Published by Tor
Author Web site: www.davidweber.net
David Weber is one of the most popular authors of Science Fiction and Fantasy, best known for his Honor Harrington military science fiction mega-series. With Off Armageddon Reef, Weber launched a brand new Epic series that had been brimming in the back of his creative mind for many years. The novel and conceit is both grand in scope and human in its display of people and emotion. In many ways, this novel can be considered something of a social experiment as human civilization hits a very large reset button.
The novel begins in the 25th Century, during the twilight of human civilization on Earth. Although humanity has expanded beyond the confines of the Solar System, the alien Gbaba have nearly exterminated humanity in a galactic war that has lasted decades. In a last ditch effort to keep humanity alive, a great space Ark is constructed to transport humanity thousands of light years away to the planet that comes be known as Safehold, far beyond the reach of the Gbaba. With most of humanity eradicated by the Gbaba, only the highest ranking military leaders commandeer this mission. One of the sacrifices; however, is that in order to survive, the remaining survivors are implanted with false memories. These memories wipe away the knowledge of the Gbaba, advanced science and mathematics, bringing the level of technology to the age of sail. You see, the Gbaba are able to detect radio waves and other aspects of technological growth as civilizations approach the space faring technology and have wiped out civilizations in the past.
Like many things that start out with great intentions, the survival of the human race does not go down such an enlightened path of freedom. Initially, the plan was for humanity to bide its time and rebuild to fight the Gbaba. However, the people overseeing the implantation of the false memories, particularly a man named Eric Langhorne, took it upon themselves to become Archangels and the living voices of God. With the false memories and removal of true technological knowledge, these progenitors were able to utilize the technology of their 25th Century to be indistinguishable from magic, or the power of Gods. Not all of the military who lead the survivors to Safehold fall prey to the tease of power. Langhorne’s most prominent opponent Pei Shan-wei wishes to maintain some sort of technological archive and helps to lead a revolution. The resulting conflict is later referenced in biblical tones, with Shan-wei as the devil and Langhorne as a Christ-like patron.
All of the above occurs within the first 100 pages of this 750 page paperback novel. Clearly, Weber has big things planned for this novel, and this epic series. The story then jumps 800 years as society has come to know that God created them and placed them on Safehold 800 years ago. The story is joined at this 800 years later juncture as Shan-wei’s counter-plan takes form – he implanted the memories, perhaps even the soul, of one of his people (a young woman named Nimue) into a program that would awaken to help return humanity’s freedom of thought and knowledge of the past to the people of Safehold. As the personality of Nimue slowly reawakens and comes to learn about human history on Safehold over the prior 800 years, she realizes that because of the theocracy that has been established, her best bet at fitting in and having an effect on the people is to be a man, so she adopts the name Merlin.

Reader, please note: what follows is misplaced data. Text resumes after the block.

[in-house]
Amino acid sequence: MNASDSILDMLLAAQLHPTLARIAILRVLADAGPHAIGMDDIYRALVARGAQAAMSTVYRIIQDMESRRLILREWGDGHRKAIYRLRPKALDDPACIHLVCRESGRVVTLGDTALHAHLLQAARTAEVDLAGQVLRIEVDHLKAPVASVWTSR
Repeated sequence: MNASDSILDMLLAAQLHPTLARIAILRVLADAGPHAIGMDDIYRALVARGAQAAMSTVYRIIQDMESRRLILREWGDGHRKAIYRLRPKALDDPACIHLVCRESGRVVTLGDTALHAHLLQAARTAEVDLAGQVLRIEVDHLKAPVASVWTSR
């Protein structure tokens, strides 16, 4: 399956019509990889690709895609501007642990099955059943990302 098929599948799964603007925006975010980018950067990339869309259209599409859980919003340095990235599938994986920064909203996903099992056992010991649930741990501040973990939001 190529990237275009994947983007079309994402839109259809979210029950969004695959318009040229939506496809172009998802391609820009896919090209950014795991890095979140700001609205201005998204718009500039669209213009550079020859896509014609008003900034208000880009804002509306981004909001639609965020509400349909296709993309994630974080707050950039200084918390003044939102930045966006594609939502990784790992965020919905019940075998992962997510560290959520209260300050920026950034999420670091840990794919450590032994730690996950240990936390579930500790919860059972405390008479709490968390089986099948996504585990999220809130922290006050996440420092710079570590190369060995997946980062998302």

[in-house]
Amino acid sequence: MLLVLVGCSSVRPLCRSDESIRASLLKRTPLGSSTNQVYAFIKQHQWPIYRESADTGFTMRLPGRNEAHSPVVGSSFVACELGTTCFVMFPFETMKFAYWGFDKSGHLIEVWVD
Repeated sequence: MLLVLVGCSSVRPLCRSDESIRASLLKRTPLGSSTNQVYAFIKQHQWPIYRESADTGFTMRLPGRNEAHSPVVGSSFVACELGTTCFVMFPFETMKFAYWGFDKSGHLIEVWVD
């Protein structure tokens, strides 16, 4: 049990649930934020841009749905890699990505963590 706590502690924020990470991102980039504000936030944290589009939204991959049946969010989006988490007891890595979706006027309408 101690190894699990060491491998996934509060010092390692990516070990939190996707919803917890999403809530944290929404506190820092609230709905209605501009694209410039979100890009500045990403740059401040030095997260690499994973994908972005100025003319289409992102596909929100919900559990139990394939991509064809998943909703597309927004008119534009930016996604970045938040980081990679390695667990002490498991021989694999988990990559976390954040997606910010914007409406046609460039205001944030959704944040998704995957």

Meanwhile, the humans on Safehold have spread out into different kingdoms all with loyalty to the Church of God Awakening, whose savior is the Archangel Langhorne. Merlin makes himself known to prince Cayleb, whose father King Haarald of Charis. Merlin is an interesting character and Weber does not fall into the easy trap of making Merlin a flawless god-like character.
While the setting is several light-years away and in the far future, Weber places the technological level of Safehold at the age of sail. This evokes the feel of a fantasy novel, though the intermittent reminders from Merlin about his (or her) true nature serve as a nice reminder of the truth of the situation. It is a nice dichotomy illustrating the conflicts of King Haarald’s conflicts on a national level against the potential conflict on a human racial level.
The novel is thick and Weber tends to relay the history of the characters and society in large chunks. If the storytelling wasn’t so compelling, one might call these large chunks infodumps, but since I enjoyed them so much, I just call them compelling narrative.
Although the external threat of the Gbaba is the impetus for humanity fleeing Earth, it is when they have firmly established themselves on Safehold that interesting themes really come to the fore. Religion is one of the strongest and Weber poses an intriguing thought – what if an accepted God is just a false deity imposed upon society by people with far superior technology. In some ways, a good chunk of the story can be considered just that, as well as the ramifications of that over the course of many years. I don’t think there’s a definitive answer, but the possibility that religion and faith can powerful tools be in controlling a society. Tangentially, fear and power can drive people to go beyond the limits they set for themselves, or society sets for them, once the first sips of power are consumed.
Off Armageddon Reef is a fantastic read, utterly compelling and a great opening novel to a larger saga. It balances epic and human and is a nice fusion of genres as it is an Epic Fantasy couched in a Science Fictional conceit. The novel ends with a nice sense of closure, but knowing what is floating in the background serves to raise tension and build anticipation for the story to continue in By Schism Rent Asunder. David Weber just might have another new fan.
© 2011 Rob H. Bedford